hour lines needed to made from a material that
was unique but yet had some significance to the
I went to
Winnipeg and visited a company called CANAC.
There I met Dave Price and described our project
to him. He was very interested and enthusiastic
about the project. One thing CANAC is involved in
is the recycling of used railroad track. I had
thought that it would be a unique approach to
make the hour lines for the sundial from rail.
Well, apparently so did Dave. He donated 7 rails
that were each 36 ft. in length. The rails
weighed 85 pounds per yard, 1020 pounds per rail,
7140 pounds in total. This was a totally
unexpected and generous gift. It was appreciated
very much by our entire group.
now we had to move these rails. AECL was donating
the use of a 28 ft. flatbed trailer to help move
the rails but the rails were too long. Dave
helped us out again. After determining the best
cutting lengths, 28 ft./ 8 ft., Eduardo Gara and
Jose Reis of CANAC cut all the rails and loaded
them when we arrived with the flatbed to pick
rails were moved to the machine shop where the
gnomon was constructed. There they were cut to
various lengths as required to fit the two dials.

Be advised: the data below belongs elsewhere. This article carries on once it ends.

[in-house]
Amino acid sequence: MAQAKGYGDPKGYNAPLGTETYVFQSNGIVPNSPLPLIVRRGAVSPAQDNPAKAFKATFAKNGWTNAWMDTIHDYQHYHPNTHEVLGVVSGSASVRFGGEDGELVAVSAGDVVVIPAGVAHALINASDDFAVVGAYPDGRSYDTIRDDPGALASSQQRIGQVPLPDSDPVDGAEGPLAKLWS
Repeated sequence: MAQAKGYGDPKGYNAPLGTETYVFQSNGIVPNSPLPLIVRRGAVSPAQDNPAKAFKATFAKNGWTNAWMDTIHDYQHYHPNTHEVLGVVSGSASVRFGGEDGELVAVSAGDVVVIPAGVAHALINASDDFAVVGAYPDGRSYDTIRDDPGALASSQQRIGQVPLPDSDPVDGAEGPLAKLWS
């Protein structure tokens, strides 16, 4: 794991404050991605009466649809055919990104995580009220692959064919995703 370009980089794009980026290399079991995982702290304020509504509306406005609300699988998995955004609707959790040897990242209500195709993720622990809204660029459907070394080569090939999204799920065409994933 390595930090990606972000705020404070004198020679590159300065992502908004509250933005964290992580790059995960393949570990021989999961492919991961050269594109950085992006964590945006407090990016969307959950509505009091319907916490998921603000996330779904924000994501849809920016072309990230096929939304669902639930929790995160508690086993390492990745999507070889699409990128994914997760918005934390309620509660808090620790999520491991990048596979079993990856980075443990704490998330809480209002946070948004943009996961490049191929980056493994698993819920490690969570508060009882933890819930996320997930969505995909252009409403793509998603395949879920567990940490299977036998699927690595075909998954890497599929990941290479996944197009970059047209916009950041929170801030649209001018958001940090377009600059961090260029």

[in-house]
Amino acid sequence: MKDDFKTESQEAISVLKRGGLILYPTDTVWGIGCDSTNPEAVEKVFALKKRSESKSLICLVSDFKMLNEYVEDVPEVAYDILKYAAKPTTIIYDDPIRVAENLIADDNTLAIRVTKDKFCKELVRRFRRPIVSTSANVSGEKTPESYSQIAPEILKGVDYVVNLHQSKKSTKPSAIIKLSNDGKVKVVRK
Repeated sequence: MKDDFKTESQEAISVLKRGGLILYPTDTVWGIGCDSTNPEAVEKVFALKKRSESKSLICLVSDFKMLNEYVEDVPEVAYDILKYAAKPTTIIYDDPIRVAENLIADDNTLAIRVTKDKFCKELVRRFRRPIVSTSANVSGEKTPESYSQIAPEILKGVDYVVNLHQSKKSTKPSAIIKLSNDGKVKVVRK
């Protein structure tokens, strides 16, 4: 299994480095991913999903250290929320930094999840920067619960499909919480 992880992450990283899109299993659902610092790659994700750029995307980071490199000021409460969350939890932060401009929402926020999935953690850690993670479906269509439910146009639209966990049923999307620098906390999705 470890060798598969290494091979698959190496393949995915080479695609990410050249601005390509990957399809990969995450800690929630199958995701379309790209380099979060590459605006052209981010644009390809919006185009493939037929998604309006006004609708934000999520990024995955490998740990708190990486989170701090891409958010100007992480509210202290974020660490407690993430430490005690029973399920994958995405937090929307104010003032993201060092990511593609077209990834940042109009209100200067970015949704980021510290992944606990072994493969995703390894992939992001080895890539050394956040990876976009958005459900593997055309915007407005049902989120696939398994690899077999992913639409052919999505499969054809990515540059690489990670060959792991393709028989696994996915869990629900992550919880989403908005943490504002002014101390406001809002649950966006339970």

This work was done by two volunteers, Clive
Schultz and Carl
Sabanski. There were
many angles and lengths that required
measurement. We weren't quite sure how easily the
saw would cut through the rail but it went well.
the rails were cut, all the edges were rounded
with a disc sander. Because the tops of the rails
are arched, it would not be possible to set them
level with surface of the dial plate. The sharp
cut edges would pose a hazard and sanding them
down reduces this. Once the edges were complete,
the top surface of the rails that would be
exposed were sandblasted and coated with a clear
track is a truly unique feature of the sundial.
The track was used and in fact had the year 1934
cast in its side. It must have had the steel
wheels of many trains pass over its surface as is
evident from the significant change in its
profile and the odd chip of missing steel. These
sections of track are history!